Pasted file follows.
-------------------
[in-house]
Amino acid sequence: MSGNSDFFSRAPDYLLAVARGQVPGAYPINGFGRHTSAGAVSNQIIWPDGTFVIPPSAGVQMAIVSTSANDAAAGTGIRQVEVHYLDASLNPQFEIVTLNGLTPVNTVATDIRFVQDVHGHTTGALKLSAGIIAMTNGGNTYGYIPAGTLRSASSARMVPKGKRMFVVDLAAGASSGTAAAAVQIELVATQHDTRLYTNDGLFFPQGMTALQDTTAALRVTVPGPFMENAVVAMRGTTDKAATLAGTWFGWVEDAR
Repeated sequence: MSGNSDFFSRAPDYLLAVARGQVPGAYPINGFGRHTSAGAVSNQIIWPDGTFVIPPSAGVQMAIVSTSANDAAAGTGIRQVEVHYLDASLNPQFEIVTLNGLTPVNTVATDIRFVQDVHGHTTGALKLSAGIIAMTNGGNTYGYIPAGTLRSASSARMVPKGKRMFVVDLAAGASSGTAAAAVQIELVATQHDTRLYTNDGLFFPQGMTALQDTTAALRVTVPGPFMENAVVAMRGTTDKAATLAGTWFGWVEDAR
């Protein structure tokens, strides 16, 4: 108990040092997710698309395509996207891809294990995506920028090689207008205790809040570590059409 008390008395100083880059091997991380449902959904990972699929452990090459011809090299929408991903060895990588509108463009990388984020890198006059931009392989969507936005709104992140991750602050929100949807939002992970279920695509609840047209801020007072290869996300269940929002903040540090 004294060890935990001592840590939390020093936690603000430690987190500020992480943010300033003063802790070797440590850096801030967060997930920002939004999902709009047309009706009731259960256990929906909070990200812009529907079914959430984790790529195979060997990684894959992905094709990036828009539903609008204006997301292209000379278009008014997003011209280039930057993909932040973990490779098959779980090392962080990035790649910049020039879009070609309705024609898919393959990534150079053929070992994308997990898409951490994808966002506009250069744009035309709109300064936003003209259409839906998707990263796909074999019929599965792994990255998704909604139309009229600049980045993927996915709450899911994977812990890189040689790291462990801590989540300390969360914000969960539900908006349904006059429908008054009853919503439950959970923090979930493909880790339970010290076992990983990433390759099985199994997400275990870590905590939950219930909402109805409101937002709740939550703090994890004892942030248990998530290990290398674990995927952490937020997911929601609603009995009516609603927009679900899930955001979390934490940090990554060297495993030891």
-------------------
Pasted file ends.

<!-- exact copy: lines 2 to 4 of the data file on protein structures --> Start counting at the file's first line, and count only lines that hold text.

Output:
Amino acid sequence: MSGNSDFFSRAPDYLLAVARGQVPGAYPINGFGRHTSAGAVSNQIIWPDGTFVIPPSAGVQMAIVSTSANDAAAGTGIRQVEVHYLDASLNPQFEIVTLNGLTPVNTVATDIRFVQDVHGHTTGALKLSAGIIAMTNGGNTYGYIPAGTLRSASSARMVPKGKRMFVVDLAAGASSGTAAAAVQIELVATQHDTRLYTNDGLFFPQGMTALQDTTAALRVTVPGPFMENAVVAMRGTTDKAATLAGTWFGWVEDAR
Repeated sequence: MSGNSDFFSRAPDYLLAVARGQVPGAYPINGFGRHTSAGAVSNQIIWPDGTFVIPPSAGVQMAIVSTSANDAAAGTGIRQVEVHYLDASLNPQFEIVTLNGLTPVNTVATDIRFVQDVHGHTTGALKLSAGIIAMTNGGNTYGYIPAGTLRSASSARMVPKGKRMFVVDLAAGASSGTAAAAVQIELVATQHDTRLYTNDGLFFPQGMTALQDTTAALRVTVPGPFMENAVVAMRGTTDKAATLAGTWFGWVEDAR
């Protein structure tokens, strides 16, 4: 108990040092997710698309395509996207891809294990995506920028090689207008205790809040570590059409 008390008395100083880059091997991380449902959904990972699929452990090459011809090299929408991903060895990588509108463009990388984020890198006059931009392989969507936005709104992140991750602050929100949807939002992970279920695509609840047209801020007072290869996300269940929002903040540090 004294060890935990001592840590939390020093936690603000430690987190500020992480943010300033003063802790070797440590850096801030967060997930920002939004999902709009047309009706009731259960256990929906909070990200812009529907079914959430984790790529195979060997990684894959992905094709990036828009539903609008204006997301292209000379278009008014997003011209280039930057993909932040973990490779098959779980090392962080990035790649910049020039879009070609309705024609898919393959990534150079053929070992994308997990898409951490994808966002506009250069744009035309709109300064936003003209259409839906998707990263796909074999019929599965792994990255998704909604139309009229600049980045993927996915709450899911994977812990890189040689790291462990801590989540300390969360914000969960539900908006349904006059429908008054009853919503439950959970923090979930493909880790339970010290076992990983990433390759099985199994997400275990870590905590939950219930909402109805409101937002709740939550703090994890004892942030248990998530290990290398674990995927952490937020997911929601609603009995009516609603927009679900899930955001979390934490940090990554060297495993030891």